Curfew for Eid, Akshaya Tritiya in MP's Khargone After Ram Navami Violence

Shops will be allowed to remain open and students going for exams will be given a curfew pass.

2 min read
Hindi Female
Edited By :Saundarya Talwar

Weeks after communal violence broke out in Madhya Pradesh's Khargone, the district administration has announced a complete curfew for Eid, on 2 and 3 May.

"Eid prayers to be offered at home. Also, no event on Akshaya Tritiya and Parshuram Jayanti will be allowed to be organised in the district," said Sumer Singh Mujalda, Additional District Magistrate, Khargone.

Shops will be allowed to remain open and students going for exams will be given a curfew pass, he said, adding that this could be altered depending on the conditions.

On 1 May the curfew will be relaxed between 8 am and 5 pm, he added.

Several were left injured after Madhya Pradesh's Khargone saw stone pelting and arson during a Ram Navami procession in the district on 10 April.

A policeman was shot at and 28-year-old Ibraish Khan was found dead after the clashes. Five people have been arrested in the case.


Drones Arranged, Barricades Set Up

In preparation for the upcoming festivals, the police has arranged for drones to monitor the situation and has set up barricades at several locations, said Superintendent of Police (SP) Rohit Kashwani.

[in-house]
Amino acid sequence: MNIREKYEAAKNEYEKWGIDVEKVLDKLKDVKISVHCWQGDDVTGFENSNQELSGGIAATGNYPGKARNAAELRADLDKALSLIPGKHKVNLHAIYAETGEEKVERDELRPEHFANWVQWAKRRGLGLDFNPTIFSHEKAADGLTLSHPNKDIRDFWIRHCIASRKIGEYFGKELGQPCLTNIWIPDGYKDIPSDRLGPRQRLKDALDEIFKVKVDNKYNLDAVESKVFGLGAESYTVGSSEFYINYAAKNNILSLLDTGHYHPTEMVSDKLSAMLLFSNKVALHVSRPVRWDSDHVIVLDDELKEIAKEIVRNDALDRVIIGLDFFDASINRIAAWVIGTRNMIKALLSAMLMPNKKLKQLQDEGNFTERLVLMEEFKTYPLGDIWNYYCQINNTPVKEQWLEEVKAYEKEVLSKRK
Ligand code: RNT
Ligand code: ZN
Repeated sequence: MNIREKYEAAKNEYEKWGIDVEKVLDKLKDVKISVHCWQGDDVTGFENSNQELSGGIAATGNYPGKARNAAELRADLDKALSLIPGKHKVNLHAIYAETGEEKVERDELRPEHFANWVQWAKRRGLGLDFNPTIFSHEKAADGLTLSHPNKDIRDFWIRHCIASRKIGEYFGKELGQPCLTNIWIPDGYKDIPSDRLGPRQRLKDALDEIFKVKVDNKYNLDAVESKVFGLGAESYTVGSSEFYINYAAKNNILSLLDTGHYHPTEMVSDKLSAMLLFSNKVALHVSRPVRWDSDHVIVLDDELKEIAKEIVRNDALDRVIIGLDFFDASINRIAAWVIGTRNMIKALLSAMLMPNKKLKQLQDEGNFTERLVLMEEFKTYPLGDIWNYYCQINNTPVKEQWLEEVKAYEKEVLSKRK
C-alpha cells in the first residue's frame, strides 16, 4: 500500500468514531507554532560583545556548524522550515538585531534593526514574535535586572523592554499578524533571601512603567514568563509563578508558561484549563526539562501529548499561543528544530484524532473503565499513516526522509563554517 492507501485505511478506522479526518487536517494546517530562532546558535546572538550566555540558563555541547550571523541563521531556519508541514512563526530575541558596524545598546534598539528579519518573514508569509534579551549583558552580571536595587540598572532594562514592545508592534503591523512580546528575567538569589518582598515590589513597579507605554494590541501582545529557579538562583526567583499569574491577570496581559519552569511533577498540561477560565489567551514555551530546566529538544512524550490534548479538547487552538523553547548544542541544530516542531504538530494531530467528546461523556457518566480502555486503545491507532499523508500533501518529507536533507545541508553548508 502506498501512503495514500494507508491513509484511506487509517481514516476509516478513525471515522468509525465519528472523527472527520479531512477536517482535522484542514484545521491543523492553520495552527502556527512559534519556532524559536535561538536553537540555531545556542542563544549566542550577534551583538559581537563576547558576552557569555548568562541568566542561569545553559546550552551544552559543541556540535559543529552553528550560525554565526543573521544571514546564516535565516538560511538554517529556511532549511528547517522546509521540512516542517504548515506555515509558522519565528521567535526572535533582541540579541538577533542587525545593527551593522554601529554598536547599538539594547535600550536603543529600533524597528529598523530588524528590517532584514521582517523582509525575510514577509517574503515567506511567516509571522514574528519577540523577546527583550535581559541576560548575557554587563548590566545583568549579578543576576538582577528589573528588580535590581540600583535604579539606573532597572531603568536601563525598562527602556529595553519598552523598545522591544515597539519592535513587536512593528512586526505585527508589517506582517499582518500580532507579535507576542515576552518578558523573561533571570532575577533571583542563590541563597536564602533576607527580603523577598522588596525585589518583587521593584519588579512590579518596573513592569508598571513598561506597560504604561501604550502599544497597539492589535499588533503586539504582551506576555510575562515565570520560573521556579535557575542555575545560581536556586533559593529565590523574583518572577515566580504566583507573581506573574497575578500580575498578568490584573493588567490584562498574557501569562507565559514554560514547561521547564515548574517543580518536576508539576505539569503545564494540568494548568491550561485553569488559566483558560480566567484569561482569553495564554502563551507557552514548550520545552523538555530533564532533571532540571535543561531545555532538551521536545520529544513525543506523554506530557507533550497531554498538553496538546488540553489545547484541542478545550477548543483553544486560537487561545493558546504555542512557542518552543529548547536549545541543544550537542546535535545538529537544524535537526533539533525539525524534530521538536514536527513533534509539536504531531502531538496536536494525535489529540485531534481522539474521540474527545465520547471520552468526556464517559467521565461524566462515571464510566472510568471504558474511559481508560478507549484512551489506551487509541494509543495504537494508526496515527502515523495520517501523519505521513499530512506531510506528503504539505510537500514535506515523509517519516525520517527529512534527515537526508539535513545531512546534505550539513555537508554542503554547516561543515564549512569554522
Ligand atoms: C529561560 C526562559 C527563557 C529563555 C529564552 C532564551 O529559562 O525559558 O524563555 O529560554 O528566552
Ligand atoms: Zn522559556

The police has also held talks with representatives of the two communities and has requested them to maintain peace and order, he said.

Sources told The Quint that when the procession was being taken out, people allegedly belonging to the Muslim community took objection to the music being played in the celebratory march, following which the matter escalated and stone pelting began.

The Madhya Pradesh Police on Saturday said that over 44 First Information Reports (FIRs) have been registered and 148 arrests have been made so far in connection with the incident.

Further, a day after the communal unrest on Ram Navami, the local administration on 11 April undertook a demolition drive in areas where the violence had erupted.

Sixteen houses and 29 shops, mostly owned by members of the Muslim community, were demolished by the administration, citing their involvement in the clashes as the reason.

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